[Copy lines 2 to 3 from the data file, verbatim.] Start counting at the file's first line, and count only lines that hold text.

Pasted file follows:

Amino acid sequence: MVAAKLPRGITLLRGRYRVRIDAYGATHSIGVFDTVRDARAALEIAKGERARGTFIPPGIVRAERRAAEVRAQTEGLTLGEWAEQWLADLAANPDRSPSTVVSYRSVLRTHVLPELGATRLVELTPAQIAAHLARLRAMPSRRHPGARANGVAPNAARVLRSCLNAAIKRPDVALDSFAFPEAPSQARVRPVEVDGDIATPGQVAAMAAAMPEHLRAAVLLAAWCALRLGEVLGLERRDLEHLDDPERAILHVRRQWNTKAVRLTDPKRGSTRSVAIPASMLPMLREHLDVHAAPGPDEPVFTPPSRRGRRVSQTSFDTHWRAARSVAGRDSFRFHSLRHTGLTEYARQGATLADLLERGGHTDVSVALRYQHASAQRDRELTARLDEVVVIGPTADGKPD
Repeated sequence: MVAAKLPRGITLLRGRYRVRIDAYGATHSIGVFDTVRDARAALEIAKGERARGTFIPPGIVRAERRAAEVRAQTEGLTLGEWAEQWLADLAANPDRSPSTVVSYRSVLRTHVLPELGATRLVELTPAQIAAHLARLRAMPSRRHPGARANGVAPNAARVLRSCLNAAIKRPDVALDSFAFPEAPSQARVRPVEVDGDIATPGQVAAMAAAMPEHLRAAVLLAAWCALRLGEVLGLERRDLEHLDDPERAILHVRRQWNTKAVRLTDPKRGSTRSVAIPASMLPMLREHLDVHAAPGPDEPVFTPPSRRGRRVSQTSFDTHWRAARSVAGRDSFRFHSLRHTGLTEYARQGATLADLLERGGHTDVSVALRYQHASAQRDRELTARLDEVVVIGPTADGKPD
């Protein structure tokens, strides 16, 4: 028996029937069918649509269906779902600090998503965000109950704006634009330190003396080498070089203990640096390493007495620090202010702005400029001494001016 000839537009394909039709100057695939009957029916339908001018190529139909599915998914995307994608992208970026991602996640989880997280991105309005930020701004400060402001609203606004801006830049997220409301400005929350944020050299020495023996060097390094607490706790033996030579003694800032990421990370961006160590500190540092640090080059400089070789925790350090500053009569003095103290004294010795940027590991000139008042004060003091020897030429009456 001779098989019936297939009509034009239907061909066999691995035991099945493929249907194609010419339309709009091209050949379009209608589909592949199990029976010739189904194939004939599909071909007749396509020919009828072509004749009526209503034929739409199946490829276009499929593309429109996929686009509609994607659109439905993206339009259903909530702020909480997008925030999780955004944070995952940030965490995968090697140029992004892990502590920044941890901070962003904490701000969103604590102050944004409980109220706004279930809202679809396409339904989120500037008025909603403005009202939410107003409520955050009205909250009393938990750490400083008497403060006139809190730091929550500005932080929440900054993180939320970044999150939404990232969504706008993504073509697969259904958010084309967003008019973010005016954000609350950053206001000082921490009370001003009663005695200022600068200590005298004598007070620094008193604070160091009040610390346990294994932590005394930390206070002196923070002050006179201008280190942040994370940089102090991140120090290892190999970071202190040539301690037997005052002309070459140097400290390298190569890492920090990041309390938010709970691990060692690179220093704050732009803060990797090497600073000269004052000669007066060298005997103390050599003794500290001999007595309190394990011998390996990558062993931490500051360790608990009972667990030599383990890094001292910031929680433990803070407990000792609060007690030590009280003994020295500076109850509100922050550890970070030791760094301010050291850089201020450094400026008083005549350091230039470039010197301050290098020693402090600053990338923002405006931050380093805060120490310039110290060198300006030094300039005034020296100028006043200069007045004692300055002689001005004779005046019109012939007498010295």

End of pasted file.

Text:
Repeated sequence: MVAAKLPRGITLLRGRYRVRIDAYGATHSIGVFDTVRDARAALEIAKGERARGTFIPPGIVRAERRAAEVRAQTEGLTLGEWAEQWLADLAANPDRSPSTVVSYRSVLRTHVLPELGATRLVELTPAQIAAHLARLRAMPSRRHPGARANGVAPNAARVLRSCLNAAIKRPDVALDSFAFPEAPSQARVRPVEVDGDIATPGQVAAMAAAMPEHLRAAVLLAAWCALRLGEVLGLERRDLEHLDDPERAILHVRRQWNTKAVRLTDPKRGSTRSVAIPASMLPMLREHLDVHAAPGPDEPVFTPPSRRGRRVSQTSFDTHWRAARSVAGRDSFRFHSLRHTGLTEYARQGATLADLLERGGHTDVSVALRYQHASAQRDRELTARLDEVVVIGPTADGKPD
């Protein structure tokens, strides 16, 4: 028996029937069918649509269906779902600090998503965000109950704006634009330190003396080498070089203990640096390493007495620090202010702005400029001494001016 000839537009394909039709100057695939009957029916339908001018190529139909599915998914995307994608992208970026991602996640989880997280991105309005930020701004400060402001609203606004801006830049997220409301400005929350944020050299020495023996060097390094607490706790033996030579003694800032990421990370961006160590500190540092640090080059400089070789925790350090500053009569003095103290004294010795940027590991000139008042004060003091020897030429009456 001779098989019936297939009509034009239907061909066999691995035991099945493929249907194609010419339309709009091209050949379009209608589909592949199990029976010739189904194939004939599909071909007749396509020919009828072509004749009526209503034929739409199946490829276009499929593309429109996929686009509609994607659109439905993206339009259903909530702020909480997008925030999780955004944070995952940030965490995968090697140029992004892990502590920044941890901070962003904490701000969103604590102050944004409980109220706004279930809202679809396409339904989120500037008025909603403005009202939410107003409520955050009205909250009393938990750490400083008497403060006139809190730091929550500005932080929440900054993180939320970044999150939404990232969504706008993504073509697969259904958010084309967003008019973010005016954000609350950053206001000082921490009370001003009663005695200022600068200590005298004598007070620094008193604070160091009040610390346990294994932590005394930390206070002196923070002050006179201008280190942040994370940089102090991140120090290892190999970071202190040539301690037997005052002309070459140097400290390298190569890492920090990041309390938010709970691990060692690179220093704050732009803060990797090497600073000269004052000669007066060298005997103390050599003794500290001999007595309190394990011998390996990558062993931490500051360790608990009972667990030599383990890094001292910031929680433990803070407990000792609060007690030590009280003994020295500076109850509100922050550890970070030791760094301010050291850089201020450094400026008083005549350091230039470039010197301050290098020693402090600053990338923002405006931050380093805060120490310039110290060198300006030094300039005034020296100028006043200069007045004692300055002689001005004779005046019109012939007498010295």